Aerosol generation after drop impingement on porous media is a three-step process, consisting of bubble formation, bubble growth, and bubble bursting. (Image courtesy of Youngsoo Joung/MIT)
I don’t know about you but I have eaten sand/soil moistened by early rain after a harrowingly dry and hot Indian summer. Growing up in Ahmedabad and living through temperatures often touching between 112 to 114 degrees Fahrenheit the first monsoon rains always caused Earth to emit that irresistible fragrance. Now thanks to scientists at the Massachusetts Institute of Technology (MIT) we know what releases that fragrance.
In a story reported for MIT News by Jennifer Chu, it is revealed that a light rainfall in the aftermath of a hot dry summer releases aerosols trapped in the earth’s surface through a mechanism that the scientists have identified.
Cullen R. Buie, an assistant professor of mechanical engineering at MIT, and Youngsoo Joung, a post doctoralstudent in Buie’s lab, conducted some 600 experiments on 28 types of surfaces: 12 engineered materials and 16 soil samples, according to the story. “As a raindrop hits a surface, it starts to flatten; simultaneously, tiny bubbles rise up from the surface, and through the droplet, before bursting out into the air. Depending on the speed of the droplet, and the properties of the surface, a cloud of “frenzied aerosols” may be dispersed.",” the report says.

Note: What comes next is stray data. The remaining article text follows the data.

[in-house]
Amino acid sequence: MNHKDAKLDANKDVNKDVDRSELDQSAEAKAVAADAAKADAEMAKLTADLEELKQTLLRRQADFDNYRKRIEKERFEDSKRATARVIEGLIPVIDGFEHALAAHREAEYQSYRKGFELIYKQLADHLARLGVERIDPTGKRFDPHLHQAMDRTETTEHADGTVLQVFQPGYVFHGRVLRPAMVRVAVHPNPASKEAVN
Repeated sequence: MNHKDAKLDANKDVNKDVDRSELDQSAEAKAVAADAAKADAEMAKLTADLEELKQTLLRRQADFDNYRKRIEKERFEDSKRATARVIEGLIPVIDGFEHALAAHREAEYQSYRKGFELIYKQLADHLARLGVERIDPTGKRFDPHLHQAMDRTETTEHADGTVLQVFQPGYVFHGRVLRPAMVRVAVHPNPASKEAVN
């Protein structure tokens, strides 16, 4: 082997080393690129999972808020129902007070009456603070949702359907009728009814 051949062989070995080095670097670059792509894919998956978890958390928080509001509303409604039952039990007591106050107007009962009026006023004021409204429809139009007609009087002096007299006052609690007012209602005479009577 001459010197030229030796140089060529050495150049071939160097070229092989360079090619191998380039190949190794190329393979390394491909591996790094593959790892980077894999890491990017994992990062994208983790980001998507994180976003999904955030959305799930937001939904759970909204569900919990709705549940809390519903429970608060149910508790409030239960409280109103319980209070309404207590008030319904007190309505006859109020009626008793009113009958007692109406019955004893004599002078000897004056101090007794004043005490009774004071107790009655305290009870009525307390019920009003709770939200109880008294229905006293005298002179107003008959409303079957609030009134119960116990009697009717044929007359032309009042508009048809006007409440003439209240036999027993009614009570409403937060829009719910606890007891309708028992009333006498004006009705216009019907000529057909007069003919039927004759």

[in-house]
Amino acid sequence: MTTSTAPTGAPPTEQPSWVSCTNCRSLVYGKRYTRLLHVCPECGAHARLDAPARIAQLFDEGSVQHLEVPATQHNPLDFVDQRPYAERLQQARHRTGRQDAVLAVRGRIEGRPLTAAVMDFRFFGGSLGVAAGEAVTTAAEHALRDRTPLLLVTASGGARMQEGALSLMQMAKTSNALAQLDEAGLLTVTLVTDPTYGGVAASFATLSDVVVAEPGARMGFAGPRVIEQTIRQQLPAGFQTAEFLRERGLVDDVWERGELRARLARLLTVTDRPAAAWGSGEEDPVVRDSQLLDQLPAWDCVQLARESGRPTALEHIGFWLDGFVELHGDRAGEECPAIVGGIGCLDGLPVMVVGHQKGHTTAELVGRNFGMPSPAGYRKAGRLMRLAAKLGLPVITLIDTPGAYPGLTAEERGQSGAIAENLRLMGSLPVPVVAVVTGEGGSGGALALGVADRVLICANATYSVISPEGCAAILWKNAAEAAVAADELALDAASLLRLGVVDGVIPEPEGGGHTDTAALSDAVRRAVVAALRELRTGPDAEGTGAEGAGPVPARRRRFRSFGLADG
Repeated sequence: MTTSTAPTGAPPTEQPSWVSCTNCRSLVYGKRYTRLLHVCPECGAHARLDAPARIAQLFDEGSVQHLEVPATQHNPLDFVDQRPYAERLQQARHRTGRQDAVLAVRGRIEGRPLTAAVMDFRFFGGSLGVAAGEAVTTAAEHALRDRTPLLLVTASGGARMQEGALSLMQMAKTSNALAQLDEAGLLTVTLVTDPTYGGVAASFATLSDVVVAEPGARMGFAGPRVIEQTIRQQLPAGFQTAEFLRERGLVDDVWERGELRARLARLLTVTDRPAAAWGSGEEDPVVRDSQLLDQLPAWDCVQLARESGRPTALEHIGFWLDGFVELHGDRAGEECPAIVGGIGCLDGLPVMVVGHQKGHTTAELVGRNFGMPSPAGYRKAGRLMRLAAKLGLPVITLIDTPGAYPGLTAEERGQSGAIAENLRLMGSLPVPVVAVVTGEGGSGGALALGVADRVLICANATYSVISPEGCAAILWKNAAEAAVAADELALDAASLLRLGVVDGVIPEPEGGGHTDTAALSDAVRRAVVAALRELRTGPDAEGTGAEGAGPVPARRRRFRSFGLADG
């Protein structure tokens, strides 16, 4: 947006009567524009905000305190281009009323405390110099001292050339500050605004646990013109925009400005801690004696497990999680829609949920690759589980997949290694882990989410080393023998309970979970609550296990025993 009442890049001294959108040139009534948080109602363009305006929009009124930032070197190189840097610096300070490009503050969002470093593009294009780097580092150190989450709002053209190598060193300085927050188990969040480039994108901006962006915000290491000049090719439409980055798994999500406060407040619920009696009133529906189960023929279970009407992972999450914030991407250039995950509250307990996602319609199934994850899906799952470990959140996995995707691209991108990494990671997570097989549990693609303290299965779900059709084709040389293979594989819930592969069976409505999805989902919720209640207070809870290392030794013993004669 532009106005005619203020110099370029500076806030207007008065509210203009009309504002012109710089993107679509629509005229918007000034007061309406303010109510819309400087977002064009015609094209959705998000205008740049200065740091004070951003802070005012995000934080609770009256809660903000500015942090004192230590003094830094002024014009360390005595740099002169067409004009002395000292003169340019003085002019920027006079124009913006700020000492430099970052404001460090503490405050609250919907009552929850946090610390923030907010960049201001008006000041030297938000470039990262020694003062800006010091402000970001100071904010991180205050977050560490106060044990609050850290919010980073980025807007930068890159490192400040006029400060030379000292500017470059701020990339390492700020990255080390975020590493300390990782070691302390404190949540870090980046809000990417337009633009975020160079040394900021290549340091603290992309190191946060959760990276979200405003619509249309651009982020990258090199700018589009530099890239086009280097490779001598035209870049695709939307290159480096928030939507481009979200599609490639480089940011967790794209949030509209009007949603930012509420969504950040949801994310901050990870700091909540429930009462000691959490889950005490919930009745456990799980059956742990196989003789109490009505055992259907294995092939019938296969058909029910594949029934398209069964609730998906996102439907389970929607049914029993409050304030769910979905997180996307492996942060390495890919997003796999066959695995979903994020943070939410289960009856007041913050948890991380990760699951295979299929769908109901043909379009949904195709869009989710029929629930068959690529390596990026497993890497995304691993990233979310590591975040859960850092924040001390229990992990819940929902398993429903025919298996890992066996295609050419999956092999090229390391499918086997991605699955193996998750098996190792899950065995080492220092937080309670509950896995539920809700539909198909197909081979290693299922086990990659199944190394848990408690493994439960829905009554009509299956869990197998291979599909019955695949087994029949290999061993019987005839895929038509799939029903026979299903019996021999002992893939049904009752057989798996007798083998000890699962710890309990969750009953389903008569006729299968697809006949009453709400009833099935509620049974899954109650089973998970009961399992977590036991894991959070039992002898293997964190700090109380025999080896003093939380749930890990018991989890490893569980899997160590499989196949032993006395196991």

The story does not quite say it but from firsthand experience I can tell you that this fragrant emissions happen only after the first spell of rains. It does not continue to happen as the monsoon/rainy season progresses. I think a prolonged dry spell is necessary for this effect to happen.
Apart from making you want to eat the top soil the earthy smell that people experience is also known to whet an unusual appetite for certain kinds of food. In the context of where I grew up the preferred food combination soon after the first wet spell was “uni uni rotli aney karela nu shakh”, fresh, hot tortilla-like thin Gujarati bread (rotli) made from wheat flour and curried bitter gourd. I am fairly sure other regions have their own combinations.
That earthy fragrance is one of those enduring ones that never really leave your olfactories. On reading the MIT story I could smell it this morning. Although snow is also essentially water, snowfall does not cause that smell because I presume it requires that the surface is hit with some force in order that aerosols are unlocked and released.